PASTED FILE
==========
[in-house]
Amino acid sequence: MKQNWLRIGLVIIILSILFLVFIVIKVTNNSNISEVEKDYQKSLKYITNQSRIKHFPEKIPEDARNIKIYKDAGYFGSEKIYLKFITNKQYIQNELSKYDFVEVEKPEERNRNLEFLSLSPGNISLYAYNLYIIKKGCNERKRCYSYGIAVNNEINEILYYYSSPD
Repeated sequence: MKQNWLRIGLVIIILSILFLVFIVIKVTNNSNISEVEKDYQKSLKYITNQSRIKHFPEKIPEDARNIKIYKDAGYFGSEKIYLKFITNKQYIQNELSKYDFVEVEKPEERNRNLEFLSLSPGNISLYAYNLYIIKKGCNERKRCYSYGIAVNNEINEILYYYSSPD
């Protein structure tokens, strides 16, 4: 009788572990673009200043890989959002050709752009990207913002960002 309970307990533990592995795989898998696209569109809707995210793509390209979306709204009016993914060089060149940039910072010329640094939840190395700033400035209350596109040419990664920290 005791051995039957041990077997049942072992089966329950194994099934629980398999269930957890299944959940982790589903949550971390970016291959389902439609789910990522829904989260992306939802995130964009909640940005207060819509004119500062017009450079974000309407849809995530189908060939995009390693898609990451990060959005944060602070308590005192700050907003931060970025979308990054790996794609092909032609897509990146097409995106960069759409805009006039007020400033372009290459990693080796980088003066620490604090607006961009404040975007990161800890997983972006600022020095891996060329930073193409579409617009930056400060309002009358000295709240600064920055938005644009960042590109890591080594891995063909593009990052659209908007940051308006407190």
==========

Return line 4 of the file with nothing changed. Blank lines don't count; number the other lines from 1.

């Protein structure tokens, strides 16, 4: 009788572990673009200043890989959002050709752009990207913002960002 309970307990533990592995795989898998696209569109809707995210793509390209979306709204009016993914060089060149940039910072010329640094939840190395700033400035209350596109040419990664920290 005791051995039957041990077997049942072992089966329950194994099934629980398999269930957890299944959940982790589903949550971390970016291959389902439609789910990522829904989260992306939802995130964009909640940005207060819509004119500062017009450079974000309407849809995530189908060939995009390693898609990451990060959005944060602070308590005192700050907003931060970025979308990054790996794609092909032609897509990146097409995106960069759409805009006039007020400033372009290459990693080796980088003066620490604090607006961009404040975007990161800890997983972006600022020095891996060329930073193409579409617009930056400060309002009358000295709240600064920055938005644009960042590109890591080594891995063909593009990052659209908007940051308006407190």